Fireworks, Faith, and Fun

We have tons of great traditions in the Johnson home.  Some of my favorite ones are: getting our Christmas tree on the night of Thanksgiving, getting up every Saturday morning in the fall and putting on the Orange and White, going to Seaworld every summer, and many more.  There is one tradition I don’t enjoy much…

Every year as people are breaking out the grills and jumping into pools, my daughters are stretching out their vocal chords to get ready to cry all of July 4th.  Fireworks and the Johnson girls go together like Donald Trump at the Clinton family Thanksgiving table.  It never ends well.

This year was no different.  My wife and I were sitting in the living of a friend and I continually kept looking down at my phone.  This time it was not to check Twitter, it was to make sure we left in time to get in the home before the city fireworks started.  As a parent you understand the great lengths we may go to avoid a good cry from the kids.

In the midst of conversation I made an unforgivable mistake… I lost track of time.  Immediately the reality of a tear filled ride home sunk in.  We immediately rushed out the door and when we pulled out of the drive way you could hear the sound.  Yes fireworks and yes the cries of an 8 year old…  No one told me when I was becoming a father that they cry this late into life.

I did the normal dad thing where I tried to stay calm to help calm them down but something in the decibel level of a child’s cry really burns through my patience quickly.  By the time we pulled into our drive way the fear level with my girls was some where around the level you would imagine if you were being chased by a lion.

The whole time I was wondering what am I suppose to do.  I did what all dads would do… I decided I would force them to sit outside and watch them with me.  I am sure this will be one of those memories they seek healing from when they get older.  I thought after being out there after some time they would calm down and enjoy them.  I thought wrong…  

For the entire 20-30 minutes the girls just stood there and cried.  There wasn’t a moment it got worse or got better.  Just the steady shrill of two bundles of joy.  I am not sure why but it really bothered me that they were this scared.   When I laid down that night it hit me why them crying made me angry.  It’s because I wish they would know I wouldn’t stand with them in a place that would hurt them.  I wasn’t upset because they were afraid of the fireworks.  I was upset that me saying the fireworks were safe wasn’t enough for my kids.

I think we all know the feeling of fear very well.  I know I do.  Following God is a sure fire way to confront fear day in and day out.  Every day I am confronted with the reality that I am entirely in over my head, have areas of my heart that aren’t surrendered to God, and am responsible for raising two girls in a world that is rapidly changing.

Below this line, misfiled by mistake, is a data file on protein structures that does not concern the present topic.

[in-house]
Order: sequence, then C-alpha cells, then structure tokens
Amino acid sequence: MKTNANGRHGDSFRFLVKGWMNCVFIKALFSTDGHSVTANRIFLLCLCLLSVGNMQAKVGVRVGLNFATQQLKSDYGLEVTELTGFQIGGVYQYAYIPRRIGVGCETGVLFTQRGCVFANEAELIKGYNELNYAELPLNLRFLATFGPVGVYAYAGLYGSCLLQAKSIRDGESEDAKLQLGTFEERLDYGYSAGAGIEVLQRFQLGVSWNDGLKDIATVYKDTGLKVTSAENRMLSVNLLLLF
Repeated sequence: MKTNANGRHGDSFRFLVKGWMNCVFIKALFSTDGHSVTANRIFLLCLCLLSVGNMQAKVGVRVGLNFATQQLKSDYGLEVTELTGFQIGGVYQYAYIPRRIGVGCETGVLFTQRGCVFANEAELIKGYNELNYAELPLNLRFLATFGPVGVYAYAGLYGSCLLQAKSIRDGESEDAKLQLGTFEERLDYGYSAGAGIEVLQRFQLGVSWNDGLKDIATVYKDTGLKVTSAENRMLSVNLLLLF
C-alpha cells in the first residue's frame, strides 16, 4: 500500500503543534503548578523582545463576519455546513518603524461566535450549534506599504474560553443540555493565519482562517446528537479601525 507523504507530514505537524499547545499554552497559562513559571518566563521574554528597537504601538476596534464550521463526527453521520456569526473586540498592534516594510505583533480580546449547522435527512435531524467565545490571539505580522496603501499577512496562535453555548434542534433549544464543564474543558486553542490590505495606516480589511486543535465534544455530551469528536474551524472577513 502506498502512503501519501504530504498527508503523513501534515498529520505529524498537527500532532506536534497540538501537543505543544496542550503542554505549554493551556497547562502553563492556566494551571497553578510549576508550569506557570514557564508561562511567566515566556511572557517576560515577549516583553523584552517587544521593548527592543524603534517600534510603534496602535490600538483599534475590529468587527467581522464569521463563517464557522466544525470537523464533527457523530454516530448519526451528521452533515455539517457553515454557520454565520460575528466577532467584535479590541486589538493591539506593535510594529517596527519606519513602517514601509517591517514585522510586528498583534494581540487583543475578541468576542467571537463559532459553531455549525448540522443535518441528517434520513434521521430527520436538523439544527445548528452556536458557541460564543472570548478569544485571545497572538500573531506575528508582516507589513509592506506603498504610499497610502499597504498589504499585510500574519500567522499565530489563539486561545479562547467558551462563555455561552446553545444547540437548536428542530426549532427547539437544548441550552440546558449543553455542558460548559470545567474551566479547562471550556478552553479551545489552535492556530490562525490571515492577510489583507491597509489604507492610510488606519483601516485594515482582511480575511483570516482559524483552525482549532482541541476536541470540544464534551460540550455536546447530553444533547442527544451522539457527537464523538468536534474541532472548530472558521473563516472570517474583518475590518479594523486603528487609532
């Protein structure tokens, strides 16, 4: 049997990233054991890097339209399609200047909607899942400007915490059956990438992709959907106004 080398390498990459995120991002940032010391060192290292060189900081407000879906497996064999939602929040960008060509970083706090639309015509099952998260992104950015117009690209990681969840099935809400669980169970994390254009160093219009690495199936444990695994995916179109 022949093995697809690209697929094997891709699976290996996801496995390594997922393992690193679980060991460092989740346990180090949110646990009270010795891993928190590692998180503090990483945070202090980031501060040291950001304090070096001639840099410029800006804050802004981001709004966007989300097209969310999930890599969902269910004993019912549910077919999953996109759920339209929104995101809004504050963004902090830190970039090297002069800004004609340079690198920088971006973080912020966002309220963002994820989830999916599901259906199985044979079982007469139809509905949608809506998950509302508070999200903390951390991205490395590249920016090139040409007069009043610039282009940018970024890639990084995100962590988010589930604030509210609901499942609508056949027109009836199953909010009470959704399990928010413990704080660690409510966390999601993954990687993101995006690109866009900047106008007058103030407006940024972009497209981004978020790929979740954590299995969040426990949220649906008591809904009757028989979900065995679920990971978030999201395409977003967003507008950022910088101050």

It’s always been said that when encountered with fear all people either defer to fight or flight.  The more I read the Bible the more it becomes evident that we are privileged to a third option.  We do not have to run away and we do not have to run fearlessly forward.  We can look to our side and find comfort that our Father stands there with us.

I think our Heavenly Father would want us to realize what I wanted my kids to know.  I would not  take you somewhere that I could not keep you safe.  The beauty and the difficulty of serving a God who is always in control is there isn’t a place on the planet where He can’t keep us safe.  Also His definition of safe and our definition of safe rarely seem to match.

I guess this is where faith comes in.  Would a good Father allow anything to turn out that was not for the good?  If our Father says everything is ok shouldn’t that be enough?  The answer to both of these questions doesn’t necessarily make things easier.  You can know everything will work out good and that God is in control and still have tears in your eyes; however, when you know it you can have tears in your eyes and courage in your heart. 

We were made to fulfill a purpose.  To fulfill that purpose we are going to be taken places that makes us confront our fears.  Fear is natural.  Our response to fear should be supernatural.

So today we want to encourage and challenge you to see who walks with you.  Our Father commanded the stars and waves and they still hold their place.  He breathed into you and brought forth life and that breath is still sustaining you today.  He faced death and defeated it.  He has never been caught off guard and has never been overwhelmed.  He is seated in Heaven because He is entirely in control.  He is good. 

As we begin a new and exciting season with The Movement Church we do so with very real fears.  We also do so with very real comfort.  The loud noises are going off, the flashes are bright, and yet our Father remains incredibly confident.  Maybe the lesson from Peter walking on water was that we are allowed to panic about our fears when we see our Father panic.  Until then we can have fun on the waves. 

Have fears ever kept you from moving forward?  If so, there is no better time than today to make the move towards God your soul desperately seeks to make.  When we confront our fears with faith we open up the possibility of seeing God’s faithfulness over and over again.  

I think in the end of life things will end kind of like they did for me and the girls on a hot July night.  With some tears, some laughs, and the reality that no matter where I am I can trust my Father. 

 

— 

Daniel Johnson
Lead Pastor, The Movement Church

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